I recently signed the Berlin Declaration on Open Access to Knowledge in the Sciences and Humanities. The Declaration was initiated in 2003 by the Max Planck Society in Munich, Germany, to support the open dissemination of knowledge throughout the scholarly community. Over 300 colleges and universities have signed the Declaration since then, and Wesleyan is one of a small but distinguished group of U.S. institutions to do so.
The impetus behind the open access movement comes from the opportunities afforded by the Internet for the dissemination of scholarly publications and from the severe challenge posed by the soaring prices for many academic journals. We want to encourage access to the latest research. At Wesleyan, we have used WesScholar as a vehicle for sharing the work of our faculty. Signing the Berlin Declaration is another step for encouraging increased access to advanced research.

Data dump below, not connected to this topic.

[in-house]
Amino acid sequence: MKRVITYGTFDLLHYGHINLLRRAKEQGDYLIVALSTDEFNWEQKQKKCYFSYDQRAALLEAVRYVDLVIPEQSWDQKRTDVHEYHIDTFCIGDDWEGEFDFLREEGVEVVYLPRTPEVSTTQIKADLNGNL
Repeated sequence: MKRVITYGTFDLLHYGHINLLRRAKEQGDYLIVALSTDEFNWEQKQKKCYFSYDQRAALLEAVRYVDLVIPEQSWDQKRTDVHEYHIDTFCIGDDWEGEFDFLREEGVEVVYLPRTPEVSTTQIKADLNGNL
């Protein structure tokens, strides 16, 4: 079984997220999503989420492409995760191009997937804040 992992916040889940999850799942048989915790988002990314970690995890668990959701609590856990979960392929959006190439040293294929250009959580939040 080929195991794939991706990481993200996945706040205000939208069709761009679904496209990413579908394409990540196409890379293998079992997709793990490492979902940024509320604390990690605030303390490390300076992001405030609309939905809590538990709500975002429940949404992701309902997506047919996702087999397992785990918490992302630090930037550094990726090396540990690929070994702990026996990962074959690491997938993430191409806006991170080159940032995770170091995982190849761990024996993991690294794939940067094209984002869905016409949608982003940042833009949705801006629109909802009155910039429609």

Now that Wesleyan has declared its support for open access to scholarship, what do we do next? One step that has been taken by the faculties of Harvard, MIT, Bucknell, Oberlin College and others is to pass a formal resolution to publish in open access journals, or journals that permit open access to articles via an institutional repository. Because of the complex issues surrounding academic publishing as well as promotion and tenure practices, these resolutions were preceded by thorough on-campus discussions of the issues and how they might be addressed to the satisfaction of faculty members at all stages in their careers. The week of Oct. 24-30 is Open Access Week, a perfect time to begin this conversation at Wesleyan. Pat Tully, University Librarian, will post on her blog a series of entries about open access issues, which can be used as the basis for a series of campus discussions this year led by faculty, students and anyone interested in making scholarship more accessible.